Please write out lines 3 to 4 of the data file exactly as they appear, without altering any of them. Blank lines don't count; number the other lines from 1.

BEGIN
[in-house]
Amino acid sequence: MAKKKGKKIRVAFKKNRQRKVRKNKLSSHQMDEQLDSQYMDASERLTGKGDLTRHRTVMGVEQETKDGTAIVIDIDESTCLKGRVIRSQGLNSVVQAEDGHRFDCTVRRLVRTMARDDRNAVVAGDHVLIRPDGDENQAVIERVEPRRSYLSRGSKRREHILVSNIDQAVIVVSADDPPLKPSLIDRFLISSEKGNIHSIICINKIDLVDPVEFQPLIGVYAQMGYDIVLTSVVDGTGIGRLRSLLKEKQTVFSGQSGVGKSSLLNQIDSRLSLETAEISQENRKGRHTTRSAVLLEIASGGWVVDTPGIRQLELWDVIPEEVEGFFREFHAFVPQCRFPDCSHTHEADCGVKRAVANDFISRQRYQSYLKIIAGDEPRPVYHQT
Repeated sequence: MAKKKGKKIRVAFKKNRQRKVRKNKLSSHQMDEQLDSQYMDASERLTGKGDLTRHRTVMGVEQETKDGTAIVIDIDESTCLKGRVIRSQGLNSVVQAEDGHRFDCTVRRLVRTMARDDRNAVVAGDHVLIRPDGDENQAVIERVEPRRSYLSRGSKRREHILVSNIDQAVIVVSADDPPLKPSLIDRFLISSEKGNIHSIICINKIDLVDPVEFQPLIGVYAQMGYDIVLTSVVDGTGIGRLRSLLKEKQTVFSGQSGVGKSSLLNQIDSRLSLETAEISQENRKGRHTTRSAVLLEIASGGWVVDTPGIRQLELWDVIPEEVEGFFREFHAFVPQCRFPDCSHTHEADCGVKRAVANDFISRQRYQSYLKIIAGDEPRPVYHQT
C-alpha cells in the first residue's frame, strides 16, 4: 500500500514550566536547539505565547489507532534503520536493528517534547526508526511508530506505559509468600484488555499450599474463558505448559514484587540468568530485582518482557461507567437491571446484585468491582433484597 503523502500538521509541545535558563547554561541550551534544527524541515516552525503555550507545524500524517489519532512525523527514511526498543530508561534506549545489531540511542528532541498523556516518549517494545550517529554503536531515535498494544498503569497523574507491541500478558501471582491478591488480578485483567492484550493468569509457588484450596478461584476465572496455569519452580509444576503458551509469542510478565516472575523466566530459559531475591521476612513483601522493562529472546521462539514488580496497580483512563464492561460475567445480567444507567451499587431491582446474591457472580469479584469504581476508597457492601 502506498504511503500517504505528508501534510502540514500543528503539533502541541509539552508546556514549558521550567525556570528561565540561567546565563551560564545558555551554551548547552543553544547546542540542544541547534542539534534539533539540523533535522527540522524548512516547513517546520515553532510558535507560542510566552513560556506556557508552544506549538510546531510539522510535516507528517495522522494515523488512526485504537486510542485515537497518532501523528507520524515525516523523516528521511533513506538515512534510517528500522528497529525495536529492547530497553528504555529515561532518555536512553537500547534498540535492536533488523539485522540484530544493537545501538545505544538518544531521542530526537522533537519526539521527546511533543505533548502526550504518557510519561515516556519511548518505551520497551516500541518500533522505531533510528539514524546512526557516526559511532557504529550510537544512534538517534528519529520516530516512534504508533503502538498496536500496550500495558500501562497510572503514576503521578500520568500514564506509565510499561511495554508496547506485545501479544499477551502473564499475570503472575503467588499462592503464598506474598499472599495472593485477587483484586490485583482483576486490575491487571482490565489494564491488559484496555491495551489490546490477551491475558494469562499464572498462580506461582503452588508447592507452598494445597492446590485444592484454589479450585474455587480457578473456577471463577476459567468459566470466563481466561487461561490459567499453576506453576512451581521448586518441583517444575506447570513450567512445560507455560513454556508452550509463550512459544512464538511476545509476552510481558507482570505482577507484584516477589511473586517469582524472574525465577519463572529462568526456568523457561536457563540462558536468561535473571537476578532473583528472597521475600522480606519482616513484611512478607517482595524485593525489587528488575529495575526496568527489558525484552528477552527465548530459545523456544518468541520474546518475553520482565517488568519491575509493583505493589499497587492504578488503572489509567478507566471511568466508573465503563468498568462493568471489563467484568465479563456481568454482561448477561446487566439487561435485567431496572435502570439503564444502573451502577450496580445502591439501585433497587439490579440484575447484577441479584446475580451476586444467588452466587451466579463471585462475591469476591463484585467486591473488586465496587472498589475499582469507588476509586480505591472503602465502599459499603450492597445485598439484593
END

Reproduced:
Repeated sequence: MAKKKGKKIRVAFKKNRQRKVRKNKLSSHQMDEQLDSQYMDASERLTGKGDLTRHRTVMGVEQETKDGTAIVIDIDESTCLKGRVIRSQGLNSVVQAEDGHRFDCTVRRLVRTMARDDRNAVVAGDHVLIRPDGDENQAVIERVEPRRSYLSRGSKRREHILVSNIDQAVIVVSADDPPLKPSLIDRFLISSEKGNIHSIICINKIDLVDPVEFQPLIGVYAQMGYDIVLTSVVDGTGIGRLRSLLKEKQTVFSGQSGVGKSSLLNQIDSRLSLETAEISQENRKGRHTTRSAVLLEIASGGWVVDTPGIRQLELWDVIPEEVEGFFREFHAFVPQCRFPDCSHTHEADCGVKRAVANDFISRQRYQSYLKIIAGDEPRPVYHQT
C-alpha cells in the first residue's frame, strides 16, 4: 500500500514550566536547539505565547489507532534503520536493528517534547526508526511508530506505559509468600484488555499450599474463558505448559514484587540468568530485582518482557461507567437491571446484585468491582433484597 503523502500538521509541545535558563547554561541550551534544527524541515516552525503555550507545524500524517489519532512525523527514511526498543530508561534506549545489531540511542528532541498523556516518549517494545550517529554503536531515535498494544498503569497523574507491541500478558501471582491478591488480578485483567492484550493468569509457588484450596478461584476465572496455569519452580509444576503458551509469542510478565516472575523466566530459559531475591521476612513483601522493562529472546521462539514488580496497580483512563464492561460475567445480567444507567451499587431491582446474591457472580469479584469504581476508597457492601 502506498504511503500517504505528508501534510502540514500543528503539533502541541509539552508546556514549558521550567525556570528561565540561567546565563551560564545558555551554551548547552543553544547546542540542544541547534542539534534539533539540523533535522527540522524548512516547513517546520515553532510558535507560542510566552513560556506556557508552544506549538510546531510539522510535516507528517495522522494515523488512526485504537486510542485515537497518532501523528507520524515525516523523516528521511533513506538515512534510517528500522528497529525495536529492547530497553528504555529515561532518555536512553537500547534498540535492536533488523539485522540484530544493537545501538545505544538518544531521542530526537522533537519526539521527546511533543505533548502526550504518557510519561515516556519511548518505551520497551516500541518500533522505531533510528539514524546512526557516526559511532557504529550510537544512534538517534528519529520516530516512534504508533503502538498496536500496550500495558500501562497510572503514576503521578500520568500514564506509565510499561511495554508496547506485545501479544499477551502473564499475570503472575503467588499462592503464598506474598499472599495472593485477587483484586490485583482483576486490575491487571482490565489494564491488559484496555491495551489490546490477551491475558494469562499464572498462580506461582503452588508447592507452598494445597492446590485444592484454589479450585474455587480457578473456577471463577476459567468459566470466563481466561487461561490459567499453576506453576512451581521448586518441583517444575506447570513450567512445560507455560513454556508452550509463550512459544512464538511476545509476552510481558507482570505482577507484584516477589511473586517469582524472574525465577519463572529462568526456568523457561536457563540462558536468561535473571537476578532473583528472597521475600522480606519482616513484611512478607517482595524485593525489587528488575529495575526496568527489558525484552528477552527465548530459545523456544518468541520474546518475553520482565517488568519491575509493583505493589499497587492504578488503572489509567478507566471511568466508573465503563468498568462493568471489563467484568465479563456481568454482561448477561446487566439487561435485567431496572435502570439503564444502573451502577450496580445502591439501585433497587439490579440484575447484577441479584446475580451476586444467588452466587451466579463471585462475591469476591463484585467486591473488586465496587472498589475499582469507588476509586480505591472503602465502599459499603450492597445485598439484593